Bark, sapwood and different grades of heartwood - Let´s talk a little about teak.
Teak is not just teak. It is actually a jungle of various qualities and degrees of bending. Here is a quick review of the different teak qualities you may encounter when buying balcony furniture.
Teak is particularly suitable for the production of outdoor furniture as the wood is very oily and has fungicidal properties. The natural oils also make the wood inedible to pests such as termites. It is a material that does not necessarily need much maintenance. If you choose not to oil your teak balcony furniture, it will get a greyish tint over time. Of course, this kind of patina has its charm, but if you maintain your teak furniture with teak oil, for example, the wood retains its dark and warm glow.
Teak wood is divided into different qualities: heartwood, sapwood and bark.
Heartwood is the innermost and so the best part of the teak, the colour is uniformly dark brown or reddish and has a surface that can appear almost shiny. Within the heartwood, there are further graduations, which are distinguished between Grade A or Grade AB (where a small amount of light wood is allowed). Grade A teak can be left untreated or oiled, and this quality can last up to 50 years.
Sapwood is the part of the wood that lies between the heartwood and the bark. The sapwood is full of living cells, and this is where water and nutrient salts are sent from the root up to the leaves. Sapwood is significantly lighter than heartwood, and the most inferior quality is called Grade C.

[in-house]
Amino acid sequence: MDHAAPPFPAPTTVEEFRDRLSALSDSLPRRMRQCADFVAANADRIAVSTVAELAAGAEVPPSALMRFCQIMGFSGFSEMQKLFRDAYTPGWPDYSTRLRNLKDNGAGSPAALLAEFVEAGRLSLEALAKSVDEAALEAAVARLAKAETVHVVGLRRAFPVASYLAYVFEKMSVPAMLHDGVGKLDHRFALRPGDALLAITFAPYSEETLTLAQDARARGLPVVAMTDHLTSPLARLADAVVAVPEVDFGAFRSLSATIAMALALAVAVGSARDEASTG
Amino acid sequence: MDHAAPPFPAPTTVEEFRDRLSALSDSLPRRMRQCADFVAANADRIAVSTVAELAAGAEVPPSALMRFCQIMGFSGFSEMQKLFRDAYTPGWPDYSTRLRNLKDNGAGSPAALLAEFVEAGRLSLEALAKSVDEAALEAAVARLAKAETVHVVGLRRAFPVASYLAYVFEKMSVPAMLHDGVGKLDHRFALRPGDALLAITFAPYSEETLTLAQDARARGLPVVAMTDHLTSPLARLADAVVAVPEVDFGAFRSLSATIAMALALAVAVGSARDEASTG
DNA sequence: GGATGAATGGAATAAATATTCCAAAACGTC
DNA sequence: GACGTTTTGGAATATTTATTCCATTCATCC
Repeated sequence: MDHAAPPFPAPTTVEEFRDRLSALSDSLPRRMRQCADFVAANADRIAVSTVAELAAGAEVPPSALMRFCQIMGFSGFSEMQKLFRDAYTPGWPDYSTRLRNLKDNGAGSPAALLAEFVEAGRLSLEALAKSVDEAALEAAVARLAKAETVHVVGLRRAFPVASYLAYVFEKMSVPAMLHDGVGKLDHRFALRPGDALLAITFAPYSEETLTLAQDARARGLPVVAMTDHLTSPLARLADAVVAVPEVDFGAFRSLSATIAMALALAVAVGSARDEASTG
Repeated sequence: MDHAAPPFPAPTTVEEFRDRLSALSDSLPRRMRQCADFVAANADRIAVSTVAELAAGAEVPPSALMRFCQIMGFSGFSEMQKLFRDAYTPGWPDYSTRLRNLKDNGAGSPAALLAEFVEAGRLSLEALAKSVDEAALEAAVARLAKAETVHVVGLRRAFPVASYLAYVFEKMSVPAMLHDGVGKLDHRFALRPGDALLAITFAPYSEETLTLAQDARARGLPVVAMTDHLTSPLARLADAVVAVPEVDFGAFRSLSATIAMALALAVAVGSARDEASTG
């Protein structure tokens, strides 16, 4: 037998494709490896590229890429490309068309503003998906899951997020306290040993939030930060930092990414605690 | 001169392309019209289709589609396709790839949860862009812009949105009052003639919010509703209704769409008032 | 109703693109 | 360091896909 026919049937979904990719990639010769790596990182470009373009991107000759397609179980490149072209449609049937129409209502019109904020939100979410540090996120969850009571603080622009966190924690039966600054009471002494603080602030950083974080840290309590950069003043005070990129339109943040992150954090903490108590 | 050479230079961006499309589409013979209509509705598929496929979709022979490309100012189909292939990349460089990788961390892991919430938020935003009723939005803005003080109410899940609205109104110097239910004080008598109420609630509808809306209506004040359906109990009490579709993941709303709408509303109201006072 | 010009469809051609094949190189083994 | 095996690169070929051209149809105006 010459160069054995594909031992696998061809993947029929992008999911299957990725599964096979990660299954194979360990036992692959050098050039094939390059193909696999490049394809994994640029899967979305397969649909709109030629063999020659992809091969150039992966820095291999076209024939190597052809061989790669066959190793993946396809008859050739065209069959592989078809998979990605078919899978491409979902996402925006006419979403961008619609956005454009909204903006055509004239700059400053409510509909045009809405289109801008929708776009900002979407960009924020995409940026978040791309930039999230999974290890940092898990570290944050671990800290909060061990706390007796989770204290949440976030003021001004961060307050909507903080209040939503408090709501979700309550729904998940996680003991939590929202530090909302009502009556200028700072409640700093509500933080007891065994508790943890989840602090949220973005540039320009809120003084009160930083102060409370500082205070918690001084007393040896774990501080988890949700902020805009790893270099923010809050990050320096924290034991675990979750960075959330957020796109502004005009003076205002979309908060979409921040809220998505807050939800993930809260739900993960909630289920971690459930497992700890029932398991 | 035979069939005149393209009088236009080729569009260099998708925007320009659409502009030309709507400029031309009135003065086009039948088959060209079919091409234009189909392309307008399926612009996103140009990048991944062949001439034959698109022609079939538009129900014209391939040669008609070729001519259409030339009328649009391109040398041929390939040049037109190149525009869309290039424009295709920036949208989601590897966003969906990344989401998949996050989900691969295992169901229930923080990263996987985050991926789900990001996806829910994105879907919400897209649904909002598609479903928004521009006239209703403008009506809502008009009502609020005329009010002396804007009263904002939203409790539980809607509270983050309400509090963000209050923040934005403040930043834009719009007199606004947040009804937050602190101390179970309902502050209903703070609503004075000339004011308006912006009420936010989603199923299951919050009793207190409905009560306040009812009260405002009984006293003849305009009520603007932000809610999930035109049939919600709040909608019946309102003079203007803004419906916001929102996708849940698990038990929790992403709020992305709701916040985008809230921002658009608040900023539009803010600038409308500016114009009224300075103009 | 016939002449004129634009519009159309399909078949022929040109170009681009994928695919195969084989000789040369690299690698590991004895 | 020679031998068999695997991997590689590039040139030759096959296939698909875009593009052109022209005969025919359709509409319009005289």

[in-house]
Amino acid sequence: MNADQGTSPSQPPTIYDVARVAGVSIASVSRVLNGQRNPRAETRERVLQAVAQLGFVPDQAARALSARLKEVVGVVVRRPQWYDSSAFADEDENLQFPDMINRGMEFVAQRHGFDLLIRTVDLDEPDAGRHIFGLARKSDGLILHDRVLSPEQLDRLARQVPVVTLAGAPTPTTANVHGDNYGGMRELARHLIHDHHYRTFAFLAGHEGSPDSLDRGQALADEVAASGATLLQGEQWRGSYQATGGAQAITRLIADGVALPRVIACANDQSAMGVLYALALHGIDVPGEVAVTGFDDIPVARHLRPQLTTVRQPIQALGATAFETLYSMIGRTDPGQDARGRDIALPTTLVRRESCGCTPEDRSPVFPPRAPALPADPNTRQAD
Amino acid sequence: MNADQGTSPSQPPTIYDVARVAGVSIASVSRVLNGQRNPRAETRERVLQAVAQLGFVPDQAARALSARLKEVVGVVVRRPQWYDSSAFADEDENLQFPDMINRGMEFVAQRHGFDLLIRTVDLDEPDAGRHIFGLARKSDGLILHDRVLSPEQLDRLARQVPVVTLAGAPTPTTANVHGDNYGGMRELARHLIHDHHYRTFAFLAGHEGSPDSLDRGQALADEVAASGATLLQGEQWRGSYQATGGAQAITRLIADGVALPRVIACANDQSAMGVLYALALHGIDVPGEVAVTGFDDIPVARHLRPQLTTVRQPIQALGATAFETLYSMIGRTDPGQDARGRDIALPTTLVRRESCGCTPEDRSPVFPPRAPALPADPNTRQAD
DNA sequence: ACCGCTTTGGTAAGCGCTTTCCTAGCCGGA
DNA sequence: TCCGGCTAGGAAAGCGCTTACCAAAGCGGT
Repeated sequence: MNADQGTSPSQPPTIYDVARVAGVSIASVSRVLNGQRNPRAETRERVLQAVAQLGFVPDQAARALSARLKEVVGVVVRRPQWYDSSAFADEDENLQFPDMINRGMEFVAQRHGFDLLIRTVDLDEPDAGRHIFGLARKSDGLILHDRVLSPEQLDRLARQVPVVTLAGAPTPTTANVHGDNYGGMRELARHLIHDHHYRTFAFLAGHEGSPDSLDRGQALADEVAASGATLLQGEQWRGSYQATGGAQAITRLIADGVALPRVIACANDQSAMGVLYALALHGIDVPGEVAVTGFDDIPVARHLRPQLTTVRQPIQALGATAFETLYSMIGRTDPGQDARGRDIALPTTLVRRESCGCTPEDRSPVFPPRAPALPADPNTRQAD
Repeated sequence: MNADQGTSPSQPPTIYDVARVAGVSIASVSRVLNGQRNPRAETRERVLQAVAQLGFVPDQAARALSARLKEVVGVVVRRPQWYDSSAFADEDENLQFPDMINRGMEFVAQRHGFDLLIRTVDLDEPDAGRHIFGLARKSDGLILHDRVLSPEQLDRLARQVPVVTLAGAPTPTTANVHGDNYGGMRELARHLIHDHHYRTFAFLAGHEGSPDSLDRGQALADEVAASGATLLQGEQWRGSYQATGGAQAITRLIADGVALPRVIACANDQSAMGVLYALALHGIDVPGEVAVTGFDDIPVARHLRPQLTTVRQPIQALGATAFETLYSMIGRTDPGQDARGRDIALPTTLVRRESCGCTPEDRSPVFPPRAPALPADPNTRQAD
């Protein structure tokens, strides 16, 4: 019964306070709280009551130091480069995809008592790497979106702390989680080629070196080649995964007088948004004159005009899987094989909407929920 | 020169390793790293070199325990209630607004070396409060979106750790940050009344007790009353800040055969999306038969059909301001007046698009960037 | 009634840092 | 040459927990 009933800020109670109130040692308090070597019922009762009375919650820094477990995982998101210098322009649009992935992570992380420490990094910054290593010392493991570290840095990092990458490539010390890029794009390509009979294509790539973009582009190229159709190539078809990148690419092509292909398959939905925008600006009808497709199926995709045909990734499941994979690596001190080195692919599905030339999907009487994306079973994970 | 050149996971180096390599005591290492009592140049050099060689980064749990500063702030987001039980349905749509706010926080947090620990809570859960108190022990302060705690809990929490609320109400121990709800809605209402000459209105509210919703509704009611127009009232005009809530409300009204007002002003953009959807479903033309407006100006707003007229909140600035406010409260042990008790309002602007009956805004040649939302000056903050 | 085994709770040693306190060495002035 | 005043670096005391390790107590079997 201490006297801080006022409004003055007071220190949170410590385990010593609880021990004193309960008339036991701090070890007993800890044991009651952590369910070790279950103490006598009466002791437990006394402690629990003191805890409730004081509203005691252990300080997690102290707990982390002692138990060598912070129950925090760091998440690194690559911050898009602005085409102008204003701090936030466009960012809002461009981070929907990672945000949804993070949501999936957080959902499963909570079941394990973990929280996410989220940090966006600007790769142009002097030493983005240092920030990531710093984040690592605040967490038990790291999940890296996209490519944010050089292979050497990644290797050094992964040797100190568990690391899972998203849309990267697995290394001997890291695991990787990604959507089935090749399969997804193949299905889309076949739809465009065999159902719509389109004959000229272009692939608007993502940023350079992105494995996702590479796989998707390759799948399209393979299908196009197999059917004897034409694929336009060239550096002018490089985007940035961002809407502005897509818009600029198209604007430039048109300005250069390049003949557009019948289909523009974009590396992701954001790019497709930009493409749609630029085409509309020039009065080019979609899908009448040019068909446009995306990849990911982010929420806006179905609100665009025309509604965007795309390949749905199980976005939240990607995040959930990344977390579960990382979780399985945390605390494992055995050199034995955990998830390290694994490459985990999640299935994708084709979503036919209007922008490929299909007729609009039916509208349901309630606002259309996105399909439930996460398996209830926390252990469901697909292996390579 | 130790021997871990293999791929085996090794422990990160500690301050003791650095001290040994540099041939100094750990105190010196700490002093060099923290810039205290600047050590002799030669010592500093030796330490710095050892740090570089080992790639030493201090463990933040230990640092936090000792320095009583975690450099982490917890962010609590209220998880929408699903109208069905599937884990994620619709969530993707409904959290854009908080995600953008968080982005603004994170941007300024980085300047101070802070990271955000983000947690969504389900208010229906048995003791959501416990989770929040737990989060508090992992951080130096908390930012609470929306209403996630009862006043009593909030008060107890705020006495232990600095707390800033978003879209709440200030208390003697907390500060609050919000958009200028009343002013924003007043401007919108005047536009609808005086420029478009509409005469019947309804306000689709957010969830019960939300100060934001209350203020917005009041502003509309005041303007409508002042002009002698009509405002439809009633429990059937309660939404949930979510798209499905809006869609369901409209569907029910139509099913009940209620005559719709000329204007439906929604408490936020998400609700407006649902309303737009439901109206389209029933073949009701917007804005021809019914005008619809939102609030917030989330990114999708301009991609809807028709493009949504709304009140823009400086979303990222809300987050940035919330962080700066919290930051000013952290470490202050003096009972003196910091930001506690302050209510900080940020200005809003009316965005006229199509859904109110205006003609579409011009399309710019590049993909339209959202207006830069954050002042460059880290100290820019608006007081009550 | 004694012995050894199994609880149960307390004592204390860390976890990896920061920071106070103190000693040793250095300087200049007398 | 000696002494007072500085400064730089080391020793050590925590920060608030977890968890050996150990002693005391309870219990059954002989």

The bark, of course, is on the outside to protect the underlying sapwood and heartwood from drying out, infection and physical damage. It also directs the organic growth substances from the leaves to the branches, stem and roots. The bark from teak wood reportedly has excellent medicinal properties but cannot be used in furniture production.
At Balcony Living Cph, we only use durable A or AB wood - never the bad C quality. Lots of cheap furniture is made in the Grade C quality mentioned, but unfortunately, its durability is not very impressive, and the wood tends to crack. Typically, this quality costs 1/10 of the price of heartwood, which is why cheap teak furniture can also be produced.